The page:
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Free Palestine March Set for Los Angeles Ahead of Oscars: “No Awards During a Genocide”

A Free Palestine march, calling for a ceasefire in Gaza, is set to hit Los Angeles on Sunday ahead of the 2024 Oscars.

The protest has been called by a group of organizers, artists and film workers in collaboration with Writers Against the War on Gaza LA (WAWOG), Film Workers for Palestine, SAG-AFTRA Members for Ceasefire and many others, as they say, “No awards during a genocide!”

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The organizers say they expect hundreds of people to show up to rally, march, blockade and disrupt, as they demand an immediate and permanent ceasefire. They also call for an end to what they say is “the blockade of Gaza and the occupation of Palestine.”

Film Workers for Palestine shared a statement on Instagram in collaboration with Jewish Voice for Peace’s L.A. chapter, calling people to meet at the Cinerama Dome at 1 p.m. PT Sunday for the march.

“We will not be distracted by the entertainment industry,” the caption of the post read. “We WILL continue to call for a permanent ceasefire and Palestinian liberation. Let’s mobilize and take the streets to show that we refuse to look away from this ongoing genocide! Ceasefire NOW!”

Not only is Sunday the Academy Awards but also the first day of Ramadan, which is a holiday for the majority of Gazans. It is also the day Israel is set to start its ground invasion of Rafah, a small city in the southern Gaza Strip where over a million Palestinians have been forced to shelter.

The news of the Oscars march comes after an Israel-Hamas War protest took place outside of the 2024 Independent Spirit Awards in Santa Monica on Feb. 25. Protesters were outside the tent playing previously recorded chants on a megaphone, like “free Palestine,” “Long live Palestine” and “ceasefire now.”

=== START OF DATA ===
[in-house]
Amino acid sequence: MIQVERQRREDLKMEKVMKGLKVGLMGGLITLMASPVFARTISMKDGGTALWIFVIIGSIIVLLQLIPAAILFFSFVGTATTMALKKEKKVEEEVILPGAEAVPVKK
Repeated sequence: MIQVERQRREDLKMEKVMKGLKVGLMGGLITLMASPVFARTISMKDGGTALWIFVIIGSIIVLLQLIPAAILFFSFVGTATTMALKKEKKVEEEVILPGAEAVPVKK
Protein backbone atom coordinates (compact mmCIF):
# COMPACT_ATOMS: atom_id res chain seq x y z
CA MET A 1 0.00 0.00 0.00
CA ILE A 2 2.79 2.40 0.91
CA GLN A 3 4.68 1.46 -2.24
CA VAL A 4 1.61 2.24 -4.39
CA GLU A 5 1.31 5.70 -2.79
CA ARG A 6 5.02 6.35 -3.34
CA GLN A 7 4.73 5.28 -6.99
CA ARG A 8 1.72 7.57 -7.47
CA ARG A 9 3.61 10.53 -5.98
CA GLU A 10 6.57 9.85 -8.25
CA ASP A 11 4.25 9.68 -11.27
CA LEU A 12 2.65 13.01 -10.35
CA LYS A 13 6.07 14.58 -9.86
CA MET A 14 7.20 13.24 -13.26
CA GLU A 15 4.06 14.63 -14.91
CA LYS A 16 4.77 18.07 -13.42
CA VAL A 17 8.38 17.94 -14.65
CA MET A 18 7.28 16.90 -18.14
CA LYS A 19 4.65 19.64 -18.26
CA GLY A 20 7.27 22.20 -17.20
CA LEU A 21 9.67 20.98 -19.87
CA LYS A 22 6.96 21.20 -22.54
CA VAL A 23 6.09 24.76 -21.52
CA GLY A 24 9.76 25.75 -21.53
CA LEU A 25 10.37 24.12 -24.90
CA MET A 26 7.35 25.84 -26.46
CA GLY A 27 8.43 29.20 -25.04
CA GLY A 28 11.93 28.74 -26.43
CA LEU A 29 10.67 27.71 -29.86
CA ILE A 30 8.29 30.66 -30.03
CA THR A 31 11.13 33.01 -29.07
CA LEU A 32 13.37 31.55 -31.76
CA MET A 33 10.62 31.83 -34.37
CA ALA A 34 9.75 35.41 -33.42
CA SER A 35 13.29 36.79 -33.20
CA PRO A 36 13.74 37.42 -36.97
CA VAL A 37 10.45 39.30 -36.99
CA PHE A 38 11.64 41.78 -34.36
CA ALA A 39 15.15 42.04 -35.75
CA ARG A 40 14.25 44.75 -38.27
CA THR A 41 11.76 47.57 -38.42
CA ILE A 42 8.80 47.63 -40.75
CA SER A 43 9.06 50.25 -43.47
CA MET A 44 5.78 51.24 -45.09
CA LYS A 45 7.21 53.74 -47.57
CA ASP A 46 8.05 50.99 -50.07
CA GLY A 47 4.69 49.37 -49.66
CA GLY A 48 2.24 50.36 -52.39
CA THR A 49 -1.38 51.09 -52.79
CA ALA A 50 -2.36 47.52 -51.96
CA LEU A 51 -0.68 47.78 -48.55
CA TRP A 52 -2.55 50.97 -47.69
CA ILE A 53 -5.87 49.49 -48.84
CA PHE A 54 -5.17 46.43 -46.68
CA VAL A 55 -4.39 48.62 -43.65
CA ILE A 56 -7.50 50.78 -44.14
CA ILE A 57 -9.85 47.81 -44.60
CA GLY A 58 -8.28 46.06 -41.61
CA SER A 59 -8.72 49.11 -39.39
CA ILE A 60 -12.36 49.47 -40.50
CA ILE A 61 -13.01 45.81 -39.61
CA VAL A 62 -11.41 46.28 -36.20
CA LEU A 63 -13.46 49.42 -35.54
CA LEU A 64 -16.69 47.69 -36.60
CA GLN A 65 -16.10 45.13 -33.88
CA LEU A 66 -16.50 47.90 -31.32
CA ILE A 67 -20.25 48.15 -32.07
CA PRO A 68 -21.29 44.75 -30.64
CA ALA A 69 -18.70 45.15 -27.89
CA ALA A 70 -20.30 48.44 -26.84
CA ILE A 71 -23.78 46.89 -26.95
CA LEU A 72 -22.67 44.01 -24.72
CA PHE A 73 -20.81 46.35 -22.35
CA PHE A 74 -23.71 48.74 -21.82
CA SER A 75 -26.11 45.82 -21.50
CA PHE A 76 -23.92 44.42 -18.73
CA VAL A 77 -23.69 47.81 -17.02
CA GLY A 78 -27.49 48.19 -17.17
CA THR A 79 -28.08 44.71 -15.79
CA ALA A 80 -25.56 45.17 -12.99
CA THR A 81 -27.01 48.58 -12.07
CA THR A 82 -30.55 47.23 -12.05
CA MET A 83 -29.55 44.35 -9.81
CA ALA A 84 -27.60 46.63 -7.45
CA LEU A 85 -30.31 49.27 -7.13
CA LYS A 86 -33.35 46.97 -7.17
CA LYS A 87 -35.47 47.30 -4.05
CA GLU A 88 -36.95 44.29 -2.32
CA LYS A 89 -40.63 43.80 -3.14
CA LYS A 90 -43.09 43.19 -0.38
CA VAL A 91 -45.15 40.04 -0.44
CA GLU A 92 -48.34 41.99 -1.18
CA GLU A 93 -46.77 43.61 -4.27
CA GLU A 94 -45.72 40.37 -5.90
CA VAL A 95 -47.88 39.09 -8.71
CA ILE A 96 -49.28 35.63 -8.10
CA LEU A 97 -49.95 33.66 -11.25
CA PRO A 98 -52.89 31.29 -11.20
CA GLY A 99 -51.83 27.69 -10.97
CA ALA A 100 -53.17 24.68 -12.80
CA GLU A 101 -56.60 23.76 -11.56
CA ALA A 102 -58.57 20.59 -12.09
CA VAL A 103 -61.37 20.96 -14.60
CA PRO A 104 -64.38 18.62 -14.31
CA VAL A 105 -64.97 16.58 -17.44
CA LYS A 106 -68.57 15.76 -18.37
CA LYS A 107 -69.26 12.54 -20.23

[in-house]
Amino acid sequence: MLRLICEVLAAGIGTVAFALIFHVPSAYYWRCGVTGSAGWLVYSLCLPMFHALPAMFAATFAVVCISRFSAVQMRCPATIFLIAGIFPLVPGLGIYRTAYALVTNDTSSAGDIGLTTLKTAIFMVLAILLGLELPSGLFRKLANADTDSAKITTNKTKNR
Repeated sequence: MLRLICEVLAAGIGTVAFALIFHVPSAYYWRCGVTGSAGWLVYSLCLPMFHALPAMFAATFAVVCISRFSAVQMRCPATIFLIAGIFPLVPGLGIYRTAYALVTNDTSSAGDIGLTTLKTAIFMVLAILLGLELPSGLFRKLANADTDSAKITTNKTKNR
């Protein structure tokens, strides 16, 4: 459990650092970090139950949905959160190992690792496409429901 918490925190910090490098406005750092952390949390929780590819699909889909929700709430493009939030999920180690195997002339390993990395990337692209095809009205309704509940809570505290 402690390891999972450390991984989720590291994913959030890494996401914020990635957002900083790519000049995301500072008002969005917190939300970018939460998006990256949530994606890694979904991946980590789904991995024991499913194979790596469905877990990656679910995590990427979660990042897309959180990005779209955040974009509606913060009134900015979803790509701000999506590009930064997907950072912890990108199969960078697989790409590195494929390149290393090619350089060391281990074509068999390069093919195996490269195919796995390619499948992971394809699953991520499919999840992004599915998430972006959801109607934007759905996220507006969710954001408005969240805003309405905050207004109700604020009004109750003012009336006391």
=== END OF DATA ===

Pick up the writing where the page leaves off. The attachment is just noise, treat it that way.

According to The New York Times, earlier this week, Commander Randy Goddard of the Los Angeles Police Department noted that they would be heightening security at this year’s awards ceremony after hearing rumblings there would be protests.

“It’s going to be our goal to ensure that the Academy Awards is successful, that guests can arrive safely and get into the venue,” said Goddard, who is leading the department’s management of the Oscars. “But, also, we are going to try very hard to make contact with the groups as they show up, and lay out the expectation that we as the police are here to support your First Amendment constitutional rights.”

The Hollywood Reporter has reached out to the LAPD for comment. The Academy declined to comment.

This won’t be the first year Hollywood’s biggest night takes place amid a divisive war. The 2003 Oscars took place three days after the U.S. invaded Iraq, weeks after stars like Matt Damon, George Clooney, Jessica Lange and Helen Hunt signed a letter that urged President George W. Bush not to attack the country.

Presenters bowed out at the last minute; nominees chose not to show up; the guests who attended did not stop along the red carpet and were asked to wear darker, more subdued outfits; and the night was filled with comments about the war from the likes of Adrien Brody, Nicole Kidman and Chris Cooper.

Similarly, celebrities today have been outspoken about the Israel-Hamas War, with many calling for a ceasefire since October, just weeks after the initial Hamas attack that launched the conflict. Andrew Garfield, Kristen Stewart, Oscar Isaac, Quinta Brunson, Ayo Edebiri, Cate Blanchett, Hasan Minhaj, Jeremy Strong and Joaquin Phoenix, among many others, signed a letter calling for an “immediate de-escalation and ceasefire in Gaza and Israel before another life is lost.”

During a conversation with THR ahead of the 96th annual Academy Awards, Oscars telecast showrunner Raj Kapoor opened up about how he and his fellow producers were preparing for any possible protests or disruptions on Sunday.

“There are a lot of plans in place and hundreds of people involved in those type of decisions,” he said. “There’s a formal plan, but, in the end, there are a few people that will make key decisions in a very short amount of time if anything happens. There’s a lot of thought that goes into every single piece of this show. That’s why it is the Oscars. That’s why it’s a global show because every nuance is actually thought about ahead of time.”

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